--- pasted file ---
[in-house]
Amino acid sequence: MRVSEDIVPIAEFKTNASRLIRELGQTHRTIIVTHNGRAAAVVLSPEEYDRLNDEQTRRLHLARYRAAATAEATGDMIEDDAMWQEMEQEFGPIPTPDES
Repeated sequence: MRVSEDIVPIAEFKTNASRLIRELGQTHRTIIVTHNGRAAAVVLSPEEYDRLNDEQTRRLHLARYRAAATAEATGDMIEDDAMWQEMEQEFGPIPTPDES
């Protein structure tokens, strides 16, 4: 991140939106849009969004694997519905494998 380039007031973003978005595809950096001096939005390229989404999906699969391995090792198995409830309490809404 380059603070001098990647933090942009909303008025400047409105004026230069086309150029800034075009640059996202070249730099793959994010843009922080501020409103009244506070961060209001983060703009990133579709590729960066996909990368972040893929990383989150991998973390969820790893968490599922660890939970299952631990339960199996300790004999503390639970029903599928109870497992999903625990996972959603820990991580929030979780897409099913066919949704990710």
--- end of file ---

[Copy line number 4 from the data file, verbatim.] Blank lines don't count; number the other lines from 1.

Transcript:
């Protein structure tokens, strides 16, 4: 991140939106849009969004694997519905494998 380039007031973003978005595809950096001096939005390229989404999906699969391995090792198995409830309490809404 380059603070001098990647933090942009909303008025400047409105004026230069086309150029800034075009640059996202070249730099793959994010843009922080501020409103009244506070961060209001983060703009990133579709590729960066996909990368972040893929990383989150991998973390969820790893968490599922660890939970299952631990339960199996300790004999503390639970029903599928109870497992999903625990996972959603820990991580929030979780897409099913066919949704990710």